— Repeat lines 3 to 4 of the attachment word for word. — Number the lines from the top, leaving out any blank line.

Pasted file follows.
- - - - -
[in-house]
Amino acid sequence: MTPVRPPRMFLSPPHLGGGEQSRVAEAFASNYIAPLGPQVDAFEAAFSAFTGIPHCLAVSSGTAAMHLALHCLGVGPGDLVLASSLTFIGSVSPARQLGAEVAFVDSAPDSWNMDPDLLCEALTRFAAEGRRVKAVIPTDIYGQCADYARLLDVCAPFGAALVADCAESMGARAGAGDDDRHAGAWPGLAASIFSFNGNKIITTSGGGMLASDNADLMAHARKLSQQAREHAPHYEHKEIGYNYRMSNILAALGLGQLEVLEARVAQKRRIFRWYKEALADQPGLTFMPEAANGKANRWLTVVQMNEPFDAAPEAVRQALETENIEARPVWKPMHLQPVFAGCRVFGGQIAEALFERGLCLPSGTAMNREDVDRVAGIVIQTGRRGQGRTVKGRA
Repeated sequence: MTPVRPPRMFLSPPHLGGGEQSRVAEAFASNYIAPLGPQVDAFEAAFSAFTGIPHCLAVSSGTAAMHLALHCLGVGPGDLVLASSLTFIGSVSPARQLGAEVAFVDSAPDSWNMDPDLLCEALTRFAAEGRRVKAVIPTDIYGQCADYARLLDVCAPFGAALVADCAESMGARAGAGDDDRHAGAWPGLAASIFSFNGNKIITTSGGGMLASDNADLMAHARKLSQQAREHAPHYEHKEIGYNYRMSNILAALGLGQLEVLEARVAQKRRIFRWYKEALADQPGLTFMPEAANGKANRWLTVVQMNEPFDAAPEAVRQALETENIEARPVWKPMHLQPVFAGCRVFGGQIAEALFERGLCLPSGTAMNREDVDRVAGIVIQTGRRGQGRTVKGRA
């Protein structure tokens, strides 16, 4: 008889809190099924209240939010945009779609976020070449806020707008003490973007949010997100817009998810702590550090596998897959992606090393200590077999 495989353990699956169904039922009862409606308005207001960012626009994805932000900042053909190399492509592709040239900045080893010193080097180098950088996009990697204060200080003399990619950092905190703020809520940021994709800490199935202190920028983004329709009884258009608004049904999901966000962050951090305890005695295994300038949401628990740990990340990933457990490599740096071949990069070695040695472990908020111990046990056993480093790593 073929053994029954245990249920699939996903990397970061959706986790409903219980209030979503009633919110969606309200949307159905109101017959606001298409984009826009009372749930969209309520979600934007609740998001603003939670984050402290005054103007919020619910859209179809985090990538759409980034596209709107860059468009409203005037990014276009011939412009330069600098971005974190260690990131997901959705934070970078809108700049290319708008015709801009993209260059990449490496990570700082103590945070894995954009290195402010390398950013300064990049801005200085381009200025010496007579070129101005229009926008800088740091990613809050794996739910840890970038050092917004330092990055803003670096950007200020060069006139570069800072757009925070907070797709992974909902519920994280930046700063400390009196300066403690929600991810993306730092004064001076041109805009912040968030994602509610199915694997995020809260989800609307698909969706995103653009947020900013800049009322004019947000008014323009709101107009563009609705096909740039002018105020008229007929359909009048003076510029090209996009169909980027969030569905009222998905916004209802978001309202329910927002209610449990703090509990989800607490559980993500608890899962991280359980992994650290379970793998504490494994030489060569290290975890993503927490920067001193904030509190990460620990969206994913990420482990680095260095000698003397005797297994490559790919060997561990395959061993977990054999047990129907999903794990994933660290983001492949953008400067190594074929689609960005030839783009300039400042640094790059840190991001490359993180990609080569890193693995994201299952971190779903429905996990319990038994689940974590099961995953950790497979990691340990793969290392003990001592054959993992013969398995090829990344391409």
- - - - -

Repeated sequence: MTPVRPPRMFLSPPHLGGGEQSRVAEAFASNYIAPLGPQVDAFEAAFSAFTGIPHCLAVSSGTAAMHLALHCLGVGPGDLVLASSLTFIGSVSPARQLGAEVAFVDSAPDSWNMDPDLLCEALTRFAAEGRRVKAVIPTDIYGQCADYARLLDVCAPFGAALVADCAESMGARAGAGDDDRHAGAWPGLAASIFSFNGNKIITTSGGGMLASDNADLMAHARKLSQQAREHAPHYEHKEIGYNYRMSNILAALGLGQLEVLEARVAQKRRIFRWYKEALADQPGLTFMPEAANGKANRWLTVVQMNEPFDAAPEAVRQALETENIEARPVWKPMHLQPVFAGCRVFGGQIAEALFERGLCLPSGTAMNREDVDRVAGIVIQTGRRGQGRTVKGRA
């Protein structure tokens, strides 16, 4: 008889809190099924209240939010945009779609976020070449806020707008003490973007949010997100817009998810702590550090596998897959992606090393200590077999 495989353990699956169904039922009862409606308005207001960012626009994805932000900042053909190399492509592709040239900045080893010193080097180098950088996009990697204060200080003399990619950092905190703020809520940021994709800490199935202190920028983004329709009884258009608004049904999901966000962050951090305890005695295994300038949401628990740990990340990933457990490599740096071949990069070695040695472990908020111990046990056993480093790593 073929053994029954245990249920699939996903990397970061959706986790409903219980209030979503009633919110969606309200949307159905109101017959606001298409984009826009009372749930969209309520979600934007609740998001603003939670984050402290005054103007919020619910859209179809985090990538759409980034596209709107860059468009409203005037990014276009011939412009330069600098971005974190260690990131997901959705934070970078809108700049290319708008015709801009993209260059990449490496990570700082103590945070894995954009290195402010390398950013300064990049801005200085381009200025010496007579070129101005229009926008800088740091990613809050794996739910840890970038050092917004330092990055803003670096950007200020060069006139570069800072757009925070907070797709992974909902519920994280930046700063400390009196300066403690929600991810993306730092004064001076041109805009912040968030994602509610199915694997995020809260989800609307698909969706995103653009947020900013800049009322004019947000008014323009709101107009563009609705096909740039002018105020008229007929359909009048003076510029090209996009169909980027969030569905009222998905916004209802978001309202329910927002209610449990703090509990989800607490559980993500608890899962991280359980992994650290379970793998504490494994030489060569290290975890993503927490920067001193904030509190990460620990969206994913990420482990680095260095000698003397005797297994490559790919060997561990395959061993977990054999047990129907999903794990994933660290983001492949953008400067190594074929689609960005030839783009300039400042640094790059840190991001490359993180990609080569890193693995994201299952971190779903429905996990319990038994689940974590099961995953950790497979990691340990793969290392003990001592054959993992013969398995090829990344391409």